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Saying his first five months as Corrections director have been "a bit overwhelming," Tom Patterson on Wednesday sought to assure state senators that he is improving the department's transparency and eliminating favoritism exposed in a blistering legislative audit last year.
Patterson, who took over as director of the Utah Department of Corrections in January, also lobbied lawmakers for $80 million to build housing for 480 new beds - a request that was not warmly received.
He said he has been "rigorous" in addressing systemic favoritism identified in the audit by shaking up the department's senior leadership and sending a message that the department will promote from within.
"It's based on merit rather than who one might know," Patterson told members of the Law Enforcement and Criminal Justice Interim Committee.
The audit, released in December, found several examples of high-ranking officers who avoided punishment for wrongdoing and who violated policy to receive choice posts. It also found that more than 100 Corrections officers failed to get the required training to maintain their peace officer certification.
In January, Gov. Jon Huntsman Jr. reassigned then-Corrections chief Scott Carver, who downplayed the problems, and replaced him with Patterson. In February, Patterson began a series of shake-ups within the department.
Patterson said Wednesday that the legislative audit has been "very helpful" in spurning change within the department, adding that he reopened several old internal audits and planned to respond to the issues raised in them.
He told lawmakers he would make it "unusual" for retired Corrections officials to return to top positions, allowing others to gain promotions.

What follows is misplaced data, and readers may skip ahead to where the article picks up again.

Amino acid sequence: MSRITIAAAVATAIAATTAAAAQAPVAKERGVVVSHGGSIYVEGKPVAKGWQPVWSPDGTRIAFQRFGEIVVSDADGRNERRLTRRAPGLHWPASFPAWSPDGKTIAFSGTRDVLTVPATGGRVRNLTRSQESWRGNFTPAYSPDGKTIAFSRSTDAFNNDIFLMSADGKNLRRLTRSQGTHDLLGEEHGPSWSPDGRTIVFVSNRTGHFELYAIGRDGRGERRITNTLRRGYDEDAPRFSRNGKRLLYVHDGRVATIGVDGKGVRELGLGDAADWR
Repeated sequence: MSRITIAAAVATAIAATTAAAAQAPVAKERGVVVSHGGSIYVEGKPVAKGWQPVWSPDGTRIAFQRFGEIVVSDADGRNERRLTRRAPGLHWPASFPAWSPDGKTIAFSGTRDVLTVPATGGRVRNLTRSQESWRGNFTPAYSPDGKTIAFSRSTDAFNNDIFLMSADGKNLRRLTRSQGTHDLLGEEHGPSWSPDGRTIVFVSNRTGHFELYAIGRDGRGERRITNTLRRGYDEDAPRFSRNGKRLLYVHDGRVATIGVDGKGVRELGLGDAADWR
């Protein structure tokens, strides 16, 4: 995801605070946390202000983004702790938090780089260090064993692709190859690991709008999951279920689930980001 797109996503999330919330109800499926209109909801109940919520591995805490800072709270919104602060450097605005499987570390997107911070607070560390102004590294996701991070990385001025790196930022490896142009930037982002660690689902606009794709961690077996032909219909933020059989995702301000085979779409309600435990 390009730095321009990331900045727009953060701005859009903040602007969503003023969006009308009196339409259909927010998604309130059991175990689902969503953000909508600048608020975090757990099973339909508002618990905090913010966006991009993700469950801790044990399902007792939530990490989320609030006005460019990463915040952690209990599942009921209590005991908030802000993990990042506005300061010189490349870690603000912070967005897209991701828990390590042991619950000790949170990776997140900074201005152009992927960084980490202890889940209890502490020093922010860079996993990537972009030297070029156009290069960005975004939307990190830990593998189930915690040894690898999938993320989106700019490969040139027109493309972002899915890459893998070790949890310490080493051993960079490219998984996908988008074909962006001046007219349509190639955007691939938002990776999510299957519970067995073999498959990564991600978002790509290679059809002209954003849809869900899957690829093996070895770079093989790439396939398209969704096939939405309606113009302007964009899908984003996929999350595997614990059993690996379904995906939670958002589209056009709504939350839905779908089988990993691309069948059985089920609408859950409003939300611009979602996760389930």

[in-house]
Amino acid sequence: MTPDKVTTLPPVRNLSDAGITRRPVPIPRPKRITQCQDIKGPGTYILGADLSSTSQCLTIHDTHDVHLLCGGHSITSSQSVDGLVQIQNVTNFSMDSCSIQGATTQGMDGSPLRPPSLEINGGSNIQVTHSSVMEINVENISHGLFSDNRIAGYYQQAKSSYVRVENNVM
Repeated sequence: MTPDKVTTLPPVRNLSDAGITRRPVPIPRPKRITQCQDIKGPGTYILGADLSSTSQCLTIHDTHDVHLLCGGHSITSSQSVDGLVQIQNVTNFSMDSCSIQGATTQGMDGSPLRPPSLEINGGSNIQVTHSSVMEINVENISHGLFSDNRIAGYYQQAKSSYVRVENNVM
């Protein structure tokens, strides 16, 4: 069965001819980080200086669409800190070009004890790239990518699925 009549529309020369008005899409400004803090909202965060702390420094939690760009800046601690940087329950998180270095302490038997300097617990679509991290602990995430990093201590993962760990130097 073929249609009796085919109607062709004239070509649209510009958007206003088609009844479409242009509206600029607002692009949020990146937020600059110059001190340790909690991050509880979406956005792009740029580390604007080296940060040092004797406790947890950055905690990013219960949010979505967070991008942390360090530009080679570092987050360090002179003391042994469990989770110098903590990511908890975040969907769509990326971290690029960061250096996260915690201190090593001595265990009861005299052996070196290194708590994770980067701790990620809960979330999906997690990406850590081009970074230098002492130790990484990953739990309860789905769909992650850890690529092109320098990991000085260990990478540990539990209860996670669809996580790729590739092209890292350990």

Addressing the audit's allegations of wrongdoing by Corrections officials, Patterson said the department's investigator now reports to him, and department disciplinary records are in better order.
When complaints involving his appointed officials arise, Patterson said he would allow an outside agency to investigate - something he said did not happen in the past.
Under questioning by Sen. Jon Greiner, R-Ogden, Patterson said he was unsure if the department had a process to take citizen complaints.
Sen. Bill Hickman, R-St. George, took issue with Patterson's request for more beds, saying that new drug treatment programs would postpone the need for those beds.
Hickman asked Patterson to have more confidence in the program's potential.
"Ye of little faith need to get more faith," Hickman said.
An audit released in December said favoritism was widespread in Utah's Department of Corrections before Tom Patterson took over. Among the alleged wrongdoing:
* Then-Corrections Executive Director Scott Carver was asked to hire a deputy from outside the agency to root out favoritism. He instead hired a person "directly related to and involved with many of the favoritism concerns."
* A senior officer allowed an unauthorized person to come into the prison. An officer reported the security breach. The senior officer received modest punishment. The officer who reported the violation was then transferred and told to "get a thicker skin."